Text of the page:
Everglade Park will be home to one community project to receive funding from the Dallas Neighborhood Vitality Grant Program (photo courtesy City of Dallas).

Which Dallas neighborhoods will receive grant dollars for community projects? What is holding many back from becoming homeowners in Dallas? We’ll look at that, plus see news on Opendoor’s newest round of funding and how it impacts North Texas in this week’s roundup of real estate news.

Sixteen Dallas Neighborhood Projects Receive City Funding

Sixteen projects across Dallas will receive Dallas Neighborhood Vitality Grant Program dollars this year to implement community improvements. (more…)

North Dallas Foundation Repair’s Eddie Zansler and his family. (Courtesy photo)

It’s the dead of summer. You begin to notice cracks appearing at the corners of your doorways. Closets won’t close. And you get the sinking feeling (pardon the pun) that your foundation needs some attention.  If you don’t have any experience with foundation repair, addressing the problem can be daunting. Finding a professional you trust, one who won’t oversell or underperform is key. And so is arming yourself with the knowledge to know the difference. We spoke to Eddie Zansler of North Dallas Foundation Repair, a trusted name in the industry, to get the lowdown on raising your foundation.

First, a couple of basics. The goal of foundation repair is to stabilize a house built on unstable soil by anchoring it into stable soil, or bedrock.  Soil in the Dallas area is notoriously unstable. Over time (usually decades), our homes shift. Proper watering can prevent some shifting, but not all. And the phenomenon is so common, it’s not unusual to see several houses in a neighborhood undergo repairs in the same season.

Stick with us after the jump for some practical advice on repairing and maintaining your home’s foundation.


home ownership

In a new national survey of renters, almost everyone dreams of home ownership, but affording it is not an option for many.

In Dallas, 97 percent of respondents claimed they want to own a home, but only 63 percent of those individuals could afford a mortgage in the city. The survey of 6,000 renters was created by Zumper, an apartment rental search company.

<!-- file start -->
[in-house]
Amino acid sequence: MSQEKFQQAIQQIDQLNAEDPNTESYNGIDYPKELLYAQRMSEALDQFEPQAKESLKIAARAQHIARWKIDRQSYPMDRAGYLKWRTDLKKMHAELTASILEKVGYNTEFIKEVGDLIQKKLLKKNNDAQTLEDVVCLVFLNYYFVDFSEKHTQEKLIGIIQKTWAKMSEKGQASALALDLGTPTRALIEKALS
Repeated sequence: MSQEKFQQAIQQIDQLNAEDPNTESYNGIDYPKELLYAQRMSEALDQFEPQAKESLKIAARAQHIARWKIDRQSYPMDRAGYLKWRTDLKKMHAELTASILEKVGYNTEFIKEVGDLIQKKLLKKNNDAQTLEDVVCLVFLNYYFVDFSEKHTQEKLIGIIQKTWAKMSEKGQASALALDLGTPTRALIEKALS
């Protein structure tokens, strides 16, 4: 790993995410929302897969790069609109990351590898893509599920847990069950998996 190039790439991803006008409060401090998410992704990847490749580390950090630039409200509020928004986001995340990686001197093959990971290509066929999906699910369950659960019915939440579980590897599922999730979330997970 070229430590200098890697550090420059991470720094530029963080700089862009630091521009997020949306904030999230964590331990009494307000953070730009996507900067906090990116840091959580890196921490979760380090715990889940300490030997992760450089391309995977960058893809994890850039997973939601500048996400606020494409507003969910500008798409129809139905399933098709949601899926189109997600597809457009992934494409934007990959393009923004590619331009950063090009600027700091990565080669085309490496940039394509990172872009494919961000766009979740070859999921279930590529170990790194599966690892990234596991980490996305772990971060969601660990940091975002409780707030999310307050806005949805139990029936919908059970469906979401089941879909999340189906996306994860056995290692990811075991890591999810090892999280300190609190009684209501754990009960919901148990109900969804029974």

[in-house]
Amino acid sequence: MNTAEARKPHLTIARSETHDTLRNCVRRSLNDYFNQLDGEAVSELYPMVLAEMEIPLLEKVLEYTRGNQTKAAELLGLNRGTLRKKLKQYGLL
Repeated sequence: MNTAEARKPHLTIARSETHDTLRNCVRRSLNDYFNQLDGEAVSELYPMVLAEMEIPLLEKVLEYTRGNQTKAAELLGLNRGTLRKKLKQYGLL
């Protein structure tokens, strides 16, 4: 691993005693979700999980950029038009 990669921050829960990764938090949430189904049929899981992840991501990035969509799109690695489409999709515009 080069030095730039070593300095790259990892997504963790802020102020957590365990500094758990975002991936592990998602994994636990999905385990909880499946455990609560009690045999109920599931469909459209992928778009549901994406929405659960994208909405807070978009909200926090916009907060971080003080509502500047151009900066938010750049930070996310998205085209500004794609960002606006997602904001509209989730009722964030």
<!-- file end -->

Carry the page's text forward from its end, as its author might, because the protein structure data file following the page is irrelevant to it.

“The main contributing factor to this discrepancy seems to be that home values in Dallas are outpacing wage growth,” said Tanguy Le Louarn, head of data science at Zumper. “Various for sale reports in the Dallas area show an increase in home prices around 10 percent in the last year, some even report up to the mid double digits. Meanwhile, the Dallas Fed report recently stated that there has been a slow down in wage growth as higher paying jobs are being lost to lower paying ones—Dallas wages cannot keep up with the increasing home values.”

In fact, in a third of the surveyed cities, under half of renters earned enough income to qualify for a mortgage.

Interestingly, even though almost everyone surveyed wanted to buy, only 71 percent of respondents believe that the “American Dream” involves homeownership.

“While almost everyone wants to own a home at some point, the fact that only 71 percent of our respondents believe that the ‘American Dream’ involves homeownership highlights a potential shift in mentality of how this ideal can be achieved,” Le Louarn said. “While owning a home tends to be a good financial investment, it does not seem to be the end goal for as many people as it used to. Right now, homeownership is at its lowest ever and the renter population only continues to increase, especially among Millennials.”